Figure 6 – Finding the Ribbon XML (step 1)
Choose the Current Database Tab, and scroll down to the Ribbon Options and you will find where the ribbon name is defined (see Figure 7).
Figure 7 – Finding the Ribbon XML (step 2)
Press the F11 key to find the objects in your new database and you will find some VBA code modules and a table called USysRibbons.
Figure 8 – Finding the Ribbon XML (part 3)
Open the USysRibbons table and you will find the XML that will establish your ribbon menu. If you have more than one menu in your database, these will be stored in multiple rows in this table.
Note: It is possible to store Ribbon XML in other tables or even to create them in vba and avoid tables altogether.
As you are more than likely going to be firing your own custom VBA code, if you look carefully at Figure 9, you will be able to see what function runs when you press buttons and menus in your Ribbon. I suggest that you now take a look at the code in the module basRibbonCallbacks and you will see some of these functions.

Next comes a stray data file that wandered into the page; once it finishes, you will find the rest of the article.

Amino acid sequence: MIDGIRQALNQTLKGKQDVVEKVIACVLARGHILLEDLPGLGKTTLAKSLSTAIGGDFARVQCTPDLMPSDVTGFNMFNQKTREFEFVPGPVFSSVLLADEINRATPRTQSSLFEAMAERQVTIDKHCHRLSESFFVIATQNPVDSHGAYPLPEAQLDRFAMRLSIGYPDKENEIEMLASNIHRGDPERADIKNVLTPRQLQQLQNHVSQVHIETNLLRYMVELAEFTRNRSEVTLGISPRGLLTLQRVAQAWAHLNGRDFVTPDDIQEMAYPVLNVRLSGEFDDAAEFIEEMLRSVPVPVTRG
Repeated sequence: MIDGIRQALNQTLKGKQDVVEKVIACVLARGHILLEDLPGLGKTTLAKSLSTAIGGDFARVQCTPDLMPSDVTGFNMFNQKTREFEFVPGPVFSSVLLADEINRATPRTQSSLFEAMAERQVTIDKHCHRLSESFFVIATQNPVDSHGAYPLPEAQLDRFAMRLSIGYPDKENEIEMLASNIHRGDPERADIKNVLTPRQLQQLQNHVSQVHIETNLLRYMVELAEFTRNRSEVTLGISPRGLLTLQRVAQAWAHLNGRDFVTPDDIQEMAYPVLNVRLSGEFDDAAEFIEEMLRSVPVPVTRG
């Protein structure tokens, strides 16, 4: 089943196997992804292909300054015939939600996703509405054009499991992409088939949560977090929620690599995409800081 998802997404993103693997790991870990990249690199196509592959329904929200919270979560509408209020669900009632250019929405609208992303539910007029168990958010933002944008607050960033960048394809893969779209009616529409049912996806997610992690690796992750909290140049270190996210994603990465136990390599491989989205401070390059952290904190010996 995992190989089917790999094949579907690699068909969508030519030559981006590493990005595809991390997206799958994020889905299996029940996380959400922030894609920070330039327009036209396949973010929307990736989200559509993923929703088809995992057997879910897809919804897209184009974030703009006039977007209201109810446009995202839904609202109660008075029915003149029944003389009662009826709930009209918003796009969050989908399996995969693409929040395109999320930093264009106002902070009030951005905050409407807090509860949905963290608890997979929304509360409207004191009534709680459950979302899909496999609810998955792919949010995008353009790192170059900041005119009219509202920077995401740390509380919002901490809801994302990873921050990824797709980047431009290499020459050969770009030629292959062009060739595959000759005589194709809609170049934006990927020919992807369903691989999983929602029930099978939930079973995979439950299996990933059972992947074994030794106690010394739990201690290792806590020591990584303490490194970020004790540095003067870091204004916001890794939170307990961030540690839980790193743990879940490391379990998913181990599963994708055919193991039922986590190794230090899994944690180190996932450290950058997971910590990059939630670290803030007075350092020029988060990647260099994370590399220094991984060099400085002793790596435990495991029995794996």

Figure 9 – Finding the Ribbon XML (part 4) plus the XML that defines which function is called
Lets Edit The Ribbon
At this stage, you will want to further edit your menu and here is My No. 1 tip for ribbon editing. Make regular one-hour backups of your database. My No. 2 tip is if something works, back up the database again. Why? If you get any of the XML code wrong, the database will open and the ribbon will not display. It is almost impossible to debug ribbon errors and the best way to fix it is to return to your backup to diagnose what went wrong. Okay I have made my point on backups; if you want to start editing your ribbon, you have three choices.